I believe in the power of love to overcome many obstacles in life, but our political surroundings also make a huge difference in how we are able to express that love. I have been scarred by eight decades of being alive, and although I live in a place where I can express myself in myriad avenues, I don't stand up and take public stands that might put me at risk of being ridiculed and even bullied by others who don't believe as I do. I don't talk about politics on my blogs (well, occasionally) and that is partly to honor those who see the world differently, but it's also because I know that some people troll the internet looking for people to harass. It's hard enough being as "out there" as I am with this personal blog, and I try very hard to be honest and relevant in my writings, but it's fraught with potential risk. There are people who delight in hurting others.

* * *

My virtual friend Ronni Bennet, the woman who writes Time Goes By and has been recently diagnosed with pancreatic cancer, has written about the constraints she deals with in her blog, which is mostly about what it's like to grow old, but she has allowed those of us who follow her to care very much about her well-being. I have been pleased to see how many of her followers (I'm one) who have let her know that we want to help, and the only way we can is to support her with our thoughts and prayers as she goes through this terrible time. She will undergo surgery on June 20th to remove the cancerous tumor in order to gain a possible 25 to 30 percent chance of survival. Without the surgery, her doctors have told her she would be dead within a year.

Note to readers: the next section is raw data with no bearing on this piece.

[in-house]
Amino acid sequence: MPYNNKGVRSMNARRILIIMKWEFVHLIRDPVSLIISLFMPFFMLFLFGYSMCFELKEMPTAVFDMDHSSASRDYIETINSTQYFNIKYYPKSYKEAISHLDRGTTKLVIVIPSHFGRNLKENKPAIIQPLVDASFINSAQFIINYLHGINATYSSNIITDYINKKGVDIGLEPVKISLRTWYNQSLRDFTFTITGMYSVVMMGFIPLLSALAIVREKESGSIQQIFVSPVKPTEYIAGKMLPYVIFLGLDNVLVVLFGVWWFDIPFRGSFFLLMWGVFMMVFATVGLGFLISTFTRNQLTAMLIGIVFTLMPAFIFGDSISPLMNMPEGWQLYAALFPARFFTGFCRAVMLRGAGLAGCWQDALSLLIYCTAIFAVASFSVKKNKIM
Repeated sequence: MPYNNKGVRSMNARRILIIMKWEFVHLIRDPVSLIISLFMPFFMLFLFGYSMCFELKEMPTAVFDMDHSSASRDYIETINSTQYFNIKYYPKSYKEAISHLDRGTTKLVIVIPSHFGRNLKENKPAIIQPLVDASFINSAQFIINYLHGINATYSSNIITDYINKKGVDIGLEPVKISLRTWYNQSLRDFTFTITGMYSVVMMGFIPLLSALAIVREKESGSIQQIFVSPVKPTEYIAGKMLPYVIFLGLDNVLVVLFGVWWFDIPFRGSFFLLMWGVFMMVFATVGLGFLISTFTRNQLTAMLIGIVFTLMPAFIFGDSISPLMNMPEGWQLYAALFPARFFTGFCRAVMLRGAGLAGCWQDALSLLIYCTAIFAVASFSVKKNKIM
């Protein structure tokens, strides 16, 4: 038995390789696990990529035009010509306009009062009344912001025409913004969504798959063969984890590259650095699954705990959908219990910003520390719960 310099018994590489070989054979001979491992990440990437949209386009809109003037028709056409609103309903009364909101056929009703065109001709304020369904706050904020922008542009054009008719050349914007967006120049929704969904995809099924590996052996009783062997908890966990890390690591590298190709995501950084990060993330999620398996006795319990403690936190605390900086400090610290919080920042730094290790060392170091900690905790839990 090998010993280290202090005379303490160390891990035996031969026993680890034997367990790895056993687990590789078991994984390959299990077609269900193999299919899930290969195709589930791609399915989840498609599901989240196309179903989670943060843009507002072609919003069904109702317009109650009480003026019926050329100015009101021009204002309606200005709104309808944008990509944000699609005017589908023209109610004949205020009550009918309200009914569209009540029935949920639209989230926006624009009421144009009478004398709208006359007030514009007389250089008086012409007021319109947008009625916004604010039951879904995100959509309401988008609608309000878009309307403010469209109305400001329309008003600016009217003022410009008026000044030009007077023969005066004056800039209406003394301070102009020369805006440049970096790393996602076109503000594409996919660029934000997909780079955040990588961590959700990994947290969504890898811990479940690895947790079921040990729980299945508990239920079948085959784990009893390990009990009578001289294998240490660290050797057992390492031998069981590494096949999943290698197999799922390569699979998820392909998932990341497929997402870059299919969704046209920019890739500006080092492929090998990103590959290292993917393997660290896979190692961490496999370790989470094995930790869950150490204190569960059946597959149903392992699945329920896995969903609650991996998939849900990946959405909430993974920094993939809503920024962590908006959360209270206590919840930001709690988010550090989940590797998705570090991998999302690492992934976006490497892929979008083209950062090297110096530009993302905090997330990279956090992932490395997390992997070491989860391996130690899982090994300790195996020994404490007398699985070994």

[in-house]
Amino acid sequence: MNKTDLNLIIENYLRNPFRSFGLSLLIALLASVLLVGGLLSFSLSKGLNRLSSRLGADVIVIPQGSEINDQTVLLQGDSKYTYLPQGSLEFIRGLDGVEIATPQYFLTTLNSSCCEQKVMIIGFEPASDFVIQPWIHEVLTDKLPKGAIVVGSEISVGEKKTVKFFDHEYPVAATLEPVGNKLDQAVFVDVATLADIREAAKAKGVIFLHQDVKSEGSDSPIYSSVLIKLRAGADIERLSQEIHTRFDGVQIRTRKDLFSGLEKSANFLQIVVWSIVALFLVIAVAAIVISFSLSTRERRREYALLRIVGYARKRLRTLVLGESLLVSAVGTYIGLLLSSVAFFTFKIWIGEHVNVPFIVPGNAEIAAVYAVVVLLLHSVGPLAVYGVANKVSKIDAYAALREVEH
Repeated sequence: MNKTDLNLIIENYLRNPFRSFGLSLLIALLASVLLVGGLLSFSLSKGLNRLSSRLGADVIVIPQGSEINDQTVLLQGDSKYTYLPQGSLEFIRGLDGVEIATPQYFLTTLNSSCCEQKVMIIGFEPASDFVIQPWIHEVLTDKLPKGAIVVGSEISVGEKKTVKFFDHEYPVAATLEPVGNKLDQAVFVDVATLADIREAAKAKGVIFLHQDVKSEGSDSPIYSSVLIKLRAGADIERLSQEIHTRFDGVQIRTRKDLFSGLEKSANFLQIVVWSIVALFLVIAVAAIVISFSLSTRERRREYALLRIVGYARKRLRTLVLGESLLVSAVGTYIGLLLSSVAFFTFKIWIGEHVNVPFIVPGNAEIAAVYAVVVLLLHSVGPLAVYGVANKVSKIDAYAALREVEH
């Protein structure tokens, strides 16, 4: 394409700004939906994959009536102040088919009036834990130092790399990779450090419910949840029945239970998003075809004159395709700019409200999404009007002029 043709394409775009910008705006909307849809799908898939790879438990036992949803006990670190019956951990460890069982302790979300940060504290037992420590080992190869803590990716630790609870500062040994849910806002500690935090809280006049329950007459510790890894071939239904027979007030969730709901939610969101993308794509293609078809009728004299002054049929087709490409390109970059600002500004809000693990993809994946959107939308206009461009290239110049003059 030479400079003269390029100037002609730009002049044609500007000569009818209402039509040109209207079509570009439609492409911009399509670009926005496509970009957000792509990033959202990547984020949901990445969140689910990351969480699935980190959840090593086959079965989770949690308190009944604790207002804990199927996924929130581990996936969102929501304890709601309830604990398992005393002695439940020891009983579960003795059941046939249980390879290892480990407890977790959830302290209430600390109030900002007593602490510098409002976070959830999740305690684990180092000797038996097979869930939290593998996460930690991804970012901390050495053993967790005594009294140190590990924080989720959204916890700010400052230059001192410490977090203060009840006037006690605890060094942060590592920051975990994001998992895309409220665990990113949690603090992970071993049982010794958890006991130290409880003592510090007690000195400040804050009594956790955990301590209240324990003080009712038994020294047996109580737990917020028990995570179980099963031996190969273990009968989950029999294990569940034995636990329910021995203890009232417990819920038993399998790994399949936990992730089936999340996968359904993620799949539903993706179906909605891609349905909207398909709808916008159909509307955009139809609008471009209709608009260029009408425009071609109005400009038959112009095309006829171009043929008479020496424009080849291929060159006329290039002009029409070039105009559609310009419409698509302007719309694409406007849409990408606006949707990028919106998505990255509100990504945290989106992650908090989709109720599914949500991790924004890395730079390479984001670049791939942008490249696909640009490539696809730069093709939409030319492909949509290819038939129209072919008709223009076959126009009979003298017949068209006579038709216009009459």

One of the things she has written about recently is how different the world appears to her since her diagnosis. Before, she would feel the passage of time as being incredibly rapid. A day, a week would pass in record time, and I know exactly what she means. But after the diagnosis, everything has slowed to a crawl. Days are much longer and filled with meaning. Now I realize it's because nothing is taken for granted, not even sitting down to read a book. Everything takes on a different hue, because she has been reminded of her mortality in a way she can't turn away from.

We are all in the same boat, we just don't realize it in the same sense. I know that my days are numbered, but so much of the time I'm on autopilot and forget to take in the moment. Maybe a cancer diagnosis has an upside. Well, maybe. In any event, I am very much attuned to her at the moment and think of her often during my day's activities. It's still strange to me how much I get attached to people I've never met. Many of you who read my blogs fall in that category. Remember when this whole idea of virtual community felt like science fiction? And here we are, connected and hopefully enjoying the whole thing.